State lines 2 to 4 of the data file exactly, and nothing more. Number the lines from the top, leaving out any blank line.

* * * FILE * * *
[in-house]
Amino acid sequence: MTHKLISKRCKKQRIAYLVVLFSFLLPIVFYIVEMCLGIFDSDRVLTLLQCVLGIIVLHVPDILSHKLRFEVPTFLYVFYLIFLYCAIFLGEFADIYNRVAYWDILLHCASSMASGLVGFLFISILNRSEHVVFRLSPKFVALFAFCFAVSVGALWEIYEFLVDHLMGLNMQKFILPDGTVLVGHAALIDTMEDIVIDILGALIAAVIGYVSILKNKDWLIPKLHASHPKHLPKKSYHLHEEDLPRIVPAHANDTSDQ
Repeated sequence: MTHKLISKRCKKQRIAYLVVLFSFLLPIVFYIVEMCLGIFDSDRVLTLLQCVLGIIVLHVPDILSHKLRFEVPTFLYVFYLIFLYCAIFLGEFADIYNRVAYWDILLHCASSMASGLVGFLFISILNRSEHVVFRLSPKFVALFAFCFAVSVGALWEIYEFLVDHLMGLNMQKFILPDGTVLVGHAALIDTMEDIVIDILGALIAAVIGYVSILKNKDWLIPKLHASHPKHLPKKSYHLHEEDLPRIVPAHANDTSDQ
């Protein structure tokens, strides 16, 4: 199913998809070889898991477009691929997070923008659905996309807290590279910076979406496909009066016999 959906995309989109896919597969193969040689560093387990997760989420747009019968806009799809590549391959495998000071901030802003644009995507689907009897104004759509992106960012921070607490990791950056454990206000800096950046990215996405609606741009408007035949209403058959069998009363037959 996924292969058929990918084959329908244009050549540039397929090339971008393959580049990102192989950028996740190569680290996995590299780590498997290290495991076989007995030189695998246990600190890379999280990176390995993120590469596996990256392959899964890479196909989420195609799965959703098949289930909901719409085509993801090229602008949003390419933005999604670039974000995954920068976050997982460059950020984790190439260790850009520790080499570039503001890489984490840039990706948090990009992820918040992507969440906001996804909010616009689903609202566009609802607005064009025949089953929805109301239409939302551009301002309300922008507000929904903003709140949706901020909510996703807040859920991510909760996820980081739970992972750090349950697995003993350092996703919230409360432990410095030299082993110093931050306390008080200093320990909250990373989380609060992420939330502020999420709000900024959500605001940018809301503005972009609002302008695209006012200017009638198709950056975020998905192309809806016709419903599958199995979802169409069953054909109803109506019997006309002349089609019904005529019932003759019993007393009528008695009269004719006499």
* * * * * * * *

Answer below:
Amino acid sequence: MTHKLISKRCKKQRIAYLVVLFSFLLPIVFYIVEMCLGIFDSDRVLTLLQCVLGIIVLHVPDILSHKLRFEVPTFLYVFYLIFLYCAIFLGEFADIYNRVAYWDILLHCASSMASGLVGFLFISILNRSEHVVFRLSPKFVALFAFCFAVSVGALWEIYEFLVDHLMGLNMQKFILPDGTVLVGHAALIDTMEDIVIDILGALIAAVIGYVSILKNKDWLIPKLHASHPKHLPKKSYHLHEEDLPRIVPAHANDTSDQ
Repeated sequence: MTHKLISKRCKKQRIAYLVVLFSFLLPIVFYIVEMCLGIFDSDRVLTLLQCVLGIIVLHVPDILSHKLRFEVPTFLYVFYLIFLYCAIFLGEFADIYNRVAYWDILLHCASSMASGLVGFLFISILNRSEHVVFRLSPKFVALFAFCFAVSVGALWEIYEFLVDHLMGLNMQKFILPDGTVLVGHAALIDTMEDIVIDILGALIAAVIGYVSILKNKDWLIPKLHASHPKHLPKKSYHLHEEDLPRIVPAHANDTSDQ
């Protein structure tokens, strides 16, 4: 199913998809070889898991477009691929997070923008659905996309807290590279910076979406496909009066016999 959906995309989109896919597969193969040689560093387990997760989420747009019968806009799809590549391959495998000071901030802003644009995507689907009897104004759509992106960012921070607490990791950056454990206000800096950046990215996405609606741009408007035949209403058959069998009363037959 996924292969058929990918084959329908244009050549540039397929090339971008393959580049990102192989950028996740190569680290996995590299780590498997290290495991076989007995030189695998246990600190890379999280990176390995993120590469596996990256392959899964890479196909989420195609799965959703098949289930909901719409085509993801090229602008949003390419933005999604670039974000995954920068976050997982460059950020984790190439260790850009520790080499570039503001890489984490840039990706948090990009992820918040992507969440906001996804909010616009689903609202566009609802607005064009025949089953929805109301239409939302551009301002309300922008507000929904903003709140949706901020909510996703807040859920991510909760996820980081739970992972750090349950697995003993350092996703919230409360432990410095030299082993110093931050306390008080200093320990909250990373989380609060992420939330502020999420709000900024959500605001940018809301503005972009609002302008695209006012200017009638198709950056975020998905192309809806016709419903599958199995979802169409069953054909109803109506019997006309002349089609019904005529019932003759019993007393009528008695009269004719006499």